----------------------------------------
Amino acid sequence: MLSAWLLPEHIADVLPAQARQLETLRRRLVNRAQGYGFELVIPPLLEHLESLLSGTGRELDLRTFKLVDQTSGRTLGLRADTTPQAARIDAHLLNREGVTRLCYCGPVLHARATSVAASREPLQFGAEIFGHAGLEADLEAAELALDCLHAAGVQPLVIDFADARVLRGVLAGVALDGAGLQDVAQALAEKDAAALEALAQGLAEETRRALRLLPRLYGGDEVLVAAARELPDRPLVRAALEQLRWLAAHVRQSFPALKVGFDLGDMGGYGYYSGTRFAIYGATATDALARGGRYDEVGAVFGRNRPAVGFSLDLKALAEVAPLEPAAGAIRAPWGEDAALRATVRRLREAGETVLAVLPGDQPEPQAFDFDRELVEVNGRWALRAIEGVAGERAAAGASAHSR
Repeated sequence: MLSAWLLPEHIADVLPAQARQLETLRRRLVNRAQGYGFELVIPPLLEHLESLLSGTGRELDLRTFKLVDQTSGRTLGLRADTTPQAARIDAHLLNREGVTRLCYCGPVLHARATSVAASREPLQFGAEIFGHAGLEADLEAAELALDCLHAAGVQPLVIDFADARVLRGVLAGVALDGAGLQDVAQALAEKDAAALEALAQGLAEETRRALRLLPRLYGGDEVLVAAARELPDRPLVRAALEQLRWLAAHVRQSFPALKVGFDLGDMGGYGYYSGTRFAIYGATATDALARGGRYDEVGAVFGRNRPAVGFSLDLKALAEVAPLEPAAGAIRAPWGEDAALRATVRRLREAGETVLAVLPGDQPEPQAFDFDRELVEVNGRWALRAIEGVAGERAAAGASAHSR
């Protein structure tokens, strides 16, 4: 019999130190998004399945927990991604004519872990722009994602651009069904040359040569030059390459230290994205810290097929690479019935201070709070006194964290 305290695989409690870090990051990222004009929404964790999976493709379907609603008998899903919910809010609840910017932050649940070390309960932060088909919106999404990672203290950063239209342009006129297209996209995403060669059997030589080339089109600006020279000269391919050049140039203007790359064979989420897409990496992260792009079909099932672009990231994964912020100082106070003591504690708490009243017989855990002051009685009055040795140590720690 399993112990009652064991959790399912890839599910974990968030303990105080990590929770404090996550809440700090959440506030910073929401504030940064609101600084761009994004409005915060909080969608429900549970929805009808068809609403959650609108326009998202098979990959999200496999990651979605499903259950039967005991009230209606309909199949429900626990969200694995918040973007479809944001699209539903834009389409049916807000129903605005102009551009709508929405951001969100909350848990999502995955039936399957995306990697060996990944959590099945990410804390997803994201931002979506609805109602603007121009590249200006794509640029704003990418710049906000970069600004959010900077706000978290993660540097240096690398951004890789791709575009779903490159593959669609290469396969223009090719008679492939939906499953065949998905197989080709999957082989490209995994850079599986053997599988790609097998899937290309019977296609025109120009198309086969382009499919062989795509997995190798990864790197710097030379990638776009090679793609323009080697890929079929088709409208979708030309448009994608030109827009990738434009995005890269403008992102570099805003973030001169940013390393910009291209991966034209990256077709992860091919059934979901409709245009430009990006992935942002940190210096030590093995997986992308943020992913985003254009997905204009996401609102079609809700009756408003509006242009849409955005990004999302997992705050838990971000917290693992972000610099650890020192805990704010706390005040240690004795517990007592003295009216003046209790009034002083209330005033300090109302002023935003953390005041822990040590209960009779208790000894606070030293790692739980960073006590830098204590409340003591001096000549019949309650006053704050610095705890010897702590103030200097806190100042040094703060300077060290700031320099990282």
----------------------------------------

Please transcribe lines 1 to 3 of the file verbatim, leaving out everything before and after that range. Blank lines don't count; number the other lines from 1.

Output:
Amino acid sequence: MLSAWLLPEHIADVLPAQARQLETLRRRLVNRAQGYGFELVIPPLLEHLESLLSGTGRELDLRTFKLVDQTSGRTLGLRADTTPQAARIDAHLLNREGVTRLCYCGPVLHARATSVAASREPLQFGAEIFGHAGLEADLEAAELALDCLHAAGVQPLVIDFADARVLRGVLAGVALDGAGLQDVAQALAEKDAAALEALAQGLAEETRRALRLLPRLYGGDEVLVAAARELPDRPLVRAALEQLRWLAAHVRQSFPALKVGFDLGDMGGYGYYSGTRFAIYGATATDALARGGRYDEVGAVFGRNRPAVGFSLDLKALAEVAPLEPAAGAIRAPWGEDAALRATVRRLREAGETVLAVLPGDQPEPQAFDFDRELVEVNGRWALRAIEGVAGERAAAGASAHSR
Repeated sequence: MLSAWLLPEHIADVLPAQARQLETLRRRLVNRAQGYGFELVIPPLLEHLESLLSGTGRELDLRTFKLVDQTSGRTLGLRADTTPQAARIDAHLLNREGVTRLCYCGPVLHARATSVAASREPLQFGAEIFGHAGLEADLEAAELALDCLHAAGVQPLVIDFADARVLRGVLAGVALDGAGLQDVAQALAEKDAAALEALAQGLAEETRRALRLLPRLYGGDEVLVAAARELPDRPLVRAALEQLRWLAAHVRQSFPALKVGFDLGDMGGYGYYSGTRFAIYGATATDALARGGRYDEVGAVFGRNRPAVGFSLDLKALAEVAPLEPAAGAIRAPWGEDAALRATVRRLREAGETVLAVLPGDQPEPQAFDFDRELVEVNGRWALRAIEGVAGERAAAGASAHSR
């Protein structure tokens, strides 16, 4: 019999130190998004399945927990991604004519872990722009994602651009069904040359040569030059390459230290994205810290097929690479019935201070709070006194964290 305290695989409690870090990051990222004009929404964790999976493709379907609603008998899903919910809010609840910017932050649940070390309960932060088909919106999404990672203290950063239209342009006129297209996209995403060669059997030589080339089109600006020279000269391919050049140039203007790359064979989420897409990496992260792009079909099932672009990231994964912020100082106070003591504690708490009243017989855990002051009685009055040795140590720690 399993112990009652064991959790399912890839599910974990968030303990105080990590929770404090996550809440700090959440506030910073929401504030940064609101600084761009994004409005915060909080969608429900549970929805009808068809609403959650609108326009998202098979990959999200496999990651979605499903259950039967005991009230209606309909199949429900626990969200694995918040973007479809944001699209539903834009389409049916807000129903605005102009551009709508929405951001969100909350848990999502995955039936399957995306990697060996990944959590099945990410804390997803994201931002979506609805109602603007121009590249200006794509640029704003990418710049906000970069600004959010900077706000978290993660540097240096690398951004890789791709575009779903490159593959669609290469396969223009090719008679492939939906499953065949998905197989080709999957082989490209995994850079599986053997599988790609097998899937290309019977296609025109120009198309086969382009499919062989795509997995190798990864790197710097030379990638776009090679793609323009080697890929079929088709409208979708030309448009994608030109827009990738434009995005890269403008992102570099805003973030001169940013390393910009291209991966034209990256077709992860091919059934979901409709245009430009990006992935942002940190210096030590093995997986992308943020992913985003254009997905204009996401609102079609809700009756408003509006242009849409955005990004999302997992705050838990971000917290693992972000610099650890020192805990704010706390005040240690004795517990007592003295009216003046209790009034002083209330005033300090109302002023935003953390005041822990040590209960009779208790000894606070030293790692739980960073006590830098204590409340003591001096000549019949309650006053704050610095705890010897702590103030200097806190100042040094703060300077060290700031320099990282």